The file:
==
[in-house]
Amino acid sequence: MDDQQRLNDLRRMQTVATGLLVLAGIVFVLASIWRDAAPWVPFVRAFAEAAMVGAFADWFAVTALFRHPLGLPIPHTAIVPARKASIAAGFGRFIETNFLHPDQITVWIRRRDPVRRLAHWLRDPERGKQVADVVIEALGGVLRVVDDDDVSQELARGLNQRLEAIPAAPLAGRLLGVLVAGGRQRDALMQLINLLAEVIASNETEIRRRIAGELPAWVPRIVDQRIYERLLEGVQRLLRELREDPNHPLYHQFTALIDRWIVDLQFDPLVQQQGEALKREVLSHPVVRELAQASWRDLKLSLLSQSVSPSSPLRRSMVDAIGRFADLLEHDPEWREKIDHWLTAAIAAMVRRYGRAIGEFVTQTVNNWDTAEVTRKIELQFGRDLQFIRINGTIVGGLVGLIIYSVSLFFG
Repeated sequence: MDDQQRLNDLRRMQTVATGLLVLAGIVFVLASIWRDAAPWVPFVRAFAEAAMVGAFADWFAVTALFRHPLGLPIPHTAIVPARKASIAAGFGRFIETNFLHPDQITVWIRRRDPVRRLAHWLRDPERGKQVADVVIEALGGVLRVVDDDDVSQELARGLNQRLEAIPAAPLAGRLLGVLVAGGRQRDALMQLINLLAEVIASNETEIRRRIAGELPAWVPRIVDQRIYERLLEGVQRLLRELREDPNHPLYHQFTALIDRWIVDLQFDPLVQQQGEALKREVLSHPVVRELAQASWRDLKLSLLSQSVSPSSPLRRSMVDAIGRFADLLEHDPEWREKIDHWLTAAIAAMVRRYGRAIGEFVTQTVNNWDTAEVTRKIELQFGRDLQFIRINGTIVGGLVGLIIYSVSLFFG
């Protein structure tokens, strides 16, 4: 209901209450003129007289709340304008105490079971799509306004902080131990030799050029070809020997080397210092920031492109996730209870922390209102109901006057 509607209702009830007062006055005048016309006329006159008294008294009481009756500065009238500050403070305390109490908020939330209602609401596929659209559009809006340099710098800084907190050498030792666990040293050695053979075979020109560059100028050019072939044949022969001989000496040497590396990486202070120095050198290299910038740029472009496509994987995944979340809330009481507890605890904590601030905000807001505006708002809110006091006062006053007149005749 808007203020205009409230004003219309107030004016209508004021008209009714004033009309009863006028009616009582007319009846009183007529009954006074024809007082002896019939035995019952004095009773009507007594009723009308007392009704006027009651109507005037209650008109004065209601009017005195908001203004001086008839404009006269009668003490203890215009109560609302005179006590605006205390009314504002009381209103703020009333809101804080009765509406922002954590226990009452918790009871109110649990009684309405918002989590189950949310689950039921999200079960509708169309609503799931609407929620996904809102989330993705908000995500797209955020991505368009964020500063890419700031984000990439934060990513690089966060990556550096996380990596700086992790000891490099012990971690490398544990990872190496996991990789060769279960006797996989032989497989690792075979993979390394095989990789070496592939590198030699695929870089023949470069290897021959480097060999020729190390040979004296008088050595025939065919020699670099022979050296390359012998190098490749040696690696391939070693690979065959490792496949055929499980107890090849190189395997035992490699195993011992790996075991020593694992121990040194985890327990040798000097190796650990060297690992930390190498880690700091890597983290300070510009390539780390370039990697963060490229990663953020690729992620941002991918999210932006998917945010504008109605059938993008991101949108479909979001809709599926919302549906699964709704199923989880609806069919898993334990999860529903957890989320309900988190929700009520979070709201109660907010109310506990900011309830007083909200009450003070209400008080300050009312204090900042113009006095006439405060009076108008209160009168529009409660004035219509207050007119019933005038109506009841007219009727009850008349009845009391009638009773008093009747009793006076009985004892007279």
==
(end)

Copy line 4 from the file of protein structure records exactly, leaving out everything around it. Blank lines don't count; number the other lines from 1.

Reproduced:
């Protein structure tokens, strides 16, 4: 209901209450003129007289709340304008105490079971799509306004902080131990030799050029070809020997080397210092920031492109996730209870922390209102109901006057 509607209702009830007062006055005048016309006329006159008294008294009481009756500065009238500050403070305390109490908020939330209602609401596929659209559009809006340099710098800084907190050498030792666990040293050695053979075979020109560059100028050019072939044949022969001989000496040497590396990486202070120095050198290299910038740029472009496509994987995944979340809330009481507890605890904590601030905000807001505006708002809110006091006062006053007149005749 808007203020205009409230004003219309107030004016209508004021008209009714004033009309009863006028009616009582007319009846009183007529009954006074024809007082002896019939035995019952004095009773009507007594009723009308007392009704006027009651109507005037209650008109004065209601009017005195908001203004001086008839404009006269009668003490203890215009109560609302005179006590605006205390009314504002009381209103703020009333809101804080009765509406922002954590226990009452918790009871109110649990009684309405918002989590189950949310689950039921999200079960509708169309609503799931609407929620996904809102989330993705908000995500797209955020991505368009964020500063890419700031984000990439934060990513690089966060990556550096996380990596700086992790000891490099012990971690490398544990990872190496996991990789060769279960006797996989032989497989690792075979993979390394095989990789070496592939590198030699695929870089023949470069290897021959480097060999020729190390040979004296008088050595025939065919020699670099022979050296390359012998190098490749040696690696391939070693690979065959490792496949055929499980107890090849190189395997035992490699195993011992790996075991020593694992121990040194985890327990040798000097190796650990060297690992930390190498880690700091890597983290300070510009390539780390370039990697963060490229990663953020690729992620941002991918999210932006998917945010504008109605059938993008991101949108479909979001809709599926919302549906699964709704199923989880609806069919898993334990999860529903957890989320309900988190929700009520979070709201109660907010109310506990900011309830007083909200009450003070209400008080300050009312204090900042113009006095006439405060009076108008209160009168529009409660004035219509207050007119019933005038109506009841007219009727009850008349009845009391009638009773008093009747009793006076009985004892007279």